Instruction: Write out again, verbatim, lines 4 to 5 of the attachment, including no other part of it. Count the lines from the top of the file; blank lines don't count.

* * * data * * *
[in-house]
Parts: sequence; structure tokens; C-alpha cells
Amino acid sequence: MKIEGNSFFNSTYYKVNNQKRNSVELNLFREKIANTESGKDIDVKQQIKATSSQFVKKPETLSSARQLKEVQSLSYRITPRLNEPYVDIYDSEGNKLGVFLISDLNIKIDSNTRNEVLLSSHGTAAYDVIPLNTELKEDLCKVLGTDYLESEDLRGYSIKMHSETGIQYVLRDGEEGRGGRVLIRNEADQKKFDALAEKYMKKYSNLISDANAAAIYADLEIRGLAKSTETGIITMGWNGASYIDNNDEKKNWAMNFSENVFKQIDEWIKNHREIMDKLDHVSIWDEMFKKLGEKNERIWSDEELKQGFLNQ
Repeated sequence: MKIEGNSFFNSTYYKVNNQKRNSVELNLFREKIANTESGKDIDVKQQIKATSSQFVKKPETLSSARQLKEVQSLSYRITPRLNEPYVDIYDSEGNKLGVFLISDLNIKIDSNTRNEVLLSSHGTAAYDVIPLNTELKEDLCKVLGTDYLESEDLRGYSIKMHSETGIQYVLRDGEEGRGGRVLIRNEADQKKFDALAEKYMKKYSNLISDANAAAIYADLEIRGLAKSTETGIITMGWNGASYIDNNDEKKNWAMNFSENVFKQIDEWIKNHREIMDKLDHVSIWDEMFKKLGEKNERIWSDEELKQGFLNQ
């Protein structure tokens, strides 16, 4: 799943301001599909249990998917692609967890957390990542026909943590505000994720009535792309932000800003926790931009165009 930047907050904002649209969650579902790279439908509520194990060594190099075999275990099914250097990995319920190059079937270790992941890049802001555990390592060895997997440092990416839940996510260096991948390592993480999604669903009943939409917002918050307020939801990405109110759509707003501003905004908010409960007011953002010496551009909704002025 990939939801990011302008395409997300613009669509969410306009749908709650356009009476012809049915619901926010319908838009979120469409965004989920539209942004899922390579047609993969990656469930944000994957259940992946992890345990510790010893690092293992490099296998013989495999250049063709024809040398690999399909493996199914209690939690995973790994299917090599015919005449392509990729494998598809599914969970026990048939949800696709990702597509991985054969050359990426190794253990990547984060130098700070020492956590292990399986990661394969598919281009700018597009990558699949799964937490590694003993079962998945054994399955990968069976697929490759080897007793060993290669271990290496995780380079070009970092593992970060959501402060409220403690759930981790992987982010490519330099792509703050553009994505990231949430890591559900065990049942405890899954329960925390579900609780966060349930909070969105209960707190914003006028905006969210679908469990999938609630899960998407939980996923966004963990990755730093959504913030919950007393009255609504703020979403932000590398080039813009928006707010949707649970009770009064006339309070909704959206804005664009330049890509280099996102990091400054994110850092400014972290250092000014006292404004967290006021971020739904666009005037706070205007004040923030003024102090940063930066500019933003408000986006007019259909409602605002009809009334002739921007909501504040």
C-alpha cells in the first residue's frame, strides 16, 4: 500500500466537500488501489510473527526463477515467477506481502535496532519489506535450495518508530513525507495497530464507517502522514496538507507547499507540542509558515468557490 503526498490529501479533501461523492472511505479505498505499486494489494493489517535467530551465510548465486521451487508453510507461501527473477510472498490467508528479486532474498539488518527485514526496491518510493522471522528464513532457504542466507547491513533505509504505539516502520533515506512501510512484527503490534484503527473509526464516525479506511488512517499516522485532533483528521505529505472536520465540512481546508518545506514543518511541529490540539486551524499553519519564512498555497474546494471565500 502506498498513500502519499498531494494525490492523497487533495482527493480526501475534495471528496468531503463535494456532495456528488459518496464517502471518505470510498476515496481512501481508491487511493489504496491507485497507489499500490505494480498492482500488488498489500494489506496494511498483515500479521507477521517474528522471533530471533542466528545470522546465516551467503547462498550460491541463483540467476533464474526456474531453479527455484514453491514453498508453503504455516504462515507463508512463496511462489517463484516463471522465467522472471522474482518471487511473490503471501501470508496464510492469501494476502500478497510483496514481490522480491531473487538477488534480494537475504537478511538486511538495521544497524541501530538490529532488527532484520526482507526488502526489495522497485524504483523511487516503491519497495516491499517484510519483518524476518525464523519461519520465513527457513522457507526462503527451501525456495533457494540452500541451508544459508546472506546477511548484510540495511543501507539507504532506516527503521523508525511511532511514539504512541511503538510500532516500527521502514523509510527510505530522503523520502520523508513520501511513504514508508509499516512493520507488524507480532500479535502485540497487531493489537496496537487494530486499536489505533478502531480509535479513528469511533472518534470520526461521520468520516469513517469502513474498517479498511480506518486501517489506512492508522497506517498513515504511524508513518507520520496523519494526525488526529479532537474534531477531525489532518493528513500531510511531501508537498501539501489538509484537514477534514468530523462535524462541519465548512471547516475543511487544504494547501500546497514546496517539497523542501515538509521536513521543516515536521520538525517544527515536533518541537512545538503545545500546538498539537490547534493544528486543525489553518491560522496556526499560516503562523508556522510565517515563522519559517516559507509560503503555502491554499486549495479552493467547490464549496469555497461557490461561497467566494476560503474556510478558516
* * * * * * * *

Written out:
Repeated sequence: MKIEGNSFFNSTYYKVNNQKRNSVELNLFREKIANTESGKDIDVKQQIKATSSQFVKKPETLSSARQLKEVQSLSYRITPRLNEPYVDIYDSEGNKLGVFLISDLNIKIDSNTRNEVLLSSHGTAAYDVIPLNTELKEDLCKVLGTDYLESEDLRGYSIKMHSETGIQYVLRDGEEGRGGRVLIRNEADQKKFDALAEKYMKKYSNLISDANAAAIYADLEIRGLAKSTETGIITMGWNGASYIDNNDEKKNWAMNFSENVFKQIDEWIKNHREIMDKLDHVSIWDEMFKKLGEKNERIWSDEELKQGFLNQ
């Protein structure tokens, strides 16, 4: 799943301001599909249990998917692609967890957390990542026909943590505000994720009535792309932000800003926790931009165009 930047907050904002649209969650579902790279439908509520194990060594190099075999275990099914250097990995319920190059079937270790992941890049802001555990390592060895997997440092990416839940996510260096991948390592993480999604669903009943939409917002918050307020939801990405109110759509707003501003905004908010409960007011953002010496551009909704002025 990939939801990011302008395409997300613009669509969410306009749908709650356009009476012809049915619901926010319908838009979120469409965004989920539209942004899922390579047609993969990656469930944000994957259940992946992890345990510790010893690092293992490099296998013989495999250049063709024809040398690999399909493996199914209690939690995973790994299917090599015919005449392509990729494998598809599914969970026990048939949800696709990702597509991985054969050359990426190794253990990547984060130098700070020492956590292990399986990661394969598919281009700018597009990558699949799964937490590694003993079962998945054994399955990968069976697929490759080897007793060993290669271990290496995780380079070009970092593992970060959501402060409220403690759930981790992987982010490519330099792509703050553009994505990231949430890591559900065990049942405890899954329960925390579900609780966060349930909070969105209960707190914003006028905006969210679908469990999938609630899960998407939980996923966004963990990755730093959504913030919950007393009255609504703020979403932000590398080039813009928006707010949707649970009770009064006339309070909704959206804005664009330049890509280099996102990091400054994110850092400014972290250092000014006292404004967290006021971020739904666009005037706070205007004040923030003024102090940063930066500019933003408000986006007019259909409602605002009809009334002739921007909501504040």